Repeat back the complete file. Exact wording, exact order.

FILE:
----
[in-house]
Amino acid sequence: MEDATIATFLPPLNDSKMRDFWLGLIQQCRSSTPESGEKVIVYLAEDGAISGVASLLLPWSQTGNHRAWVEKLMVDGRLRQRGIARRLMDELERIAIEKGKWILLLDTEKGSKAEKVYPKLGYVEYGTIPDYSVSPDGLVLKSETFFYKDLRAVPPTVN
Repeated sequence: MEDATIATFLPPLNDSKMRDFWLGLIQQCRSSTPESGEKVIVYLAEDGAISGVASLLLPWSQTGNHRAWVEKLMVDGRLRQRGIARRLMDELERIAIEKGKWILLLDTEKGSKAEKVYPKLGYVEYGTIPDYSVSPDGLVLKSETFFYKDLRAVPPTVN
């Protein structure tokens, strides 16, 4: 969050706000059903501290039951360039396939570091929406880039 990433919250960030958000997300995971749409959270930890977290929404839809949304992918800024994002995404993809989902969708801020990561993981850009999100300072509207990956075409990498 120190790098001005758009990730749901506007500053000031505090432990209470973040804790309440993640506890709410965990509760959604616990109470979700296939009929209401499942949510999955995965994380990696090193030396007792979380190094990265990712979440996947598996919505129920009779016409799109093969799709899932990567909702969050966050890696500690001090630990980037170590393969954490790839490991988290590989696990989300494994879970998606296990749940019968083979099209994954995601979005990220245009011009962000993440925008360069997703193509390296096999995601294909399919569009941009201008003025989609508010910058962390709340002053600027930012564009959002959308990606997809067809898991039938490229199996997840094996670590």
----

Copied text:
[in-house]
Amino acid sequence: MEDATIATFLPPLNDSKMRDFWLGLIQQCRSSTPESGEKVIVYLAEDGAISGVASLLLPWSQTGNHRAWVEKLMVDGRLRQRGIARRLMDELERIAIEKGKWILLLDTEKGSKAEKVYPKLGYVEYGTIPDYSVSPDGLVLKSETFFYKDLRAVPPTVN
Repeated sequence: MEDATIATFLPPLNDSKMRDFWLGLIQQCRSSTPESGEKVIVYLAEDGAISGVASLLLPWSQTGNHRAWVEKLMVDGRLRQRGIARRLMDELERIAIEKGKWILLLDTEKGSKAEKVYPKLGYVEYGTIPDYSVSPDGLVLKSETFFYKDLRAVPPTVN
């Protein structure tokens, strides 16, 4: 969050706000059903501290039951360039396939570091929406880039 990433919250960030958000997300995971749409959270930890977290929404839809949304992918800024994002995404993809989902969708801020990561993981850009999100300072509207990956075409990498 120190790098001005758009990730749901506007500053000031505090432990209470973040804790309440993640506890709410965990509760959604616990109470979700296939009929209401499942949510999955995965994380990696090193030396007792979380190094990265990712979440996947598996919505129920009779016409799109093969799709899932990567909702969050966050890696500690001090630990980037170590393969954490790839490991988290590989696990989300494994879970998606296990749940019968083979099209994954995601979005990220245009011009962000993440925008360069997703193509390296096999995601294909399919569009941009201008003025989609508010910058962390709340002053600027930012564009959002959308990606997809067809898991039938490229199996997840094996670590």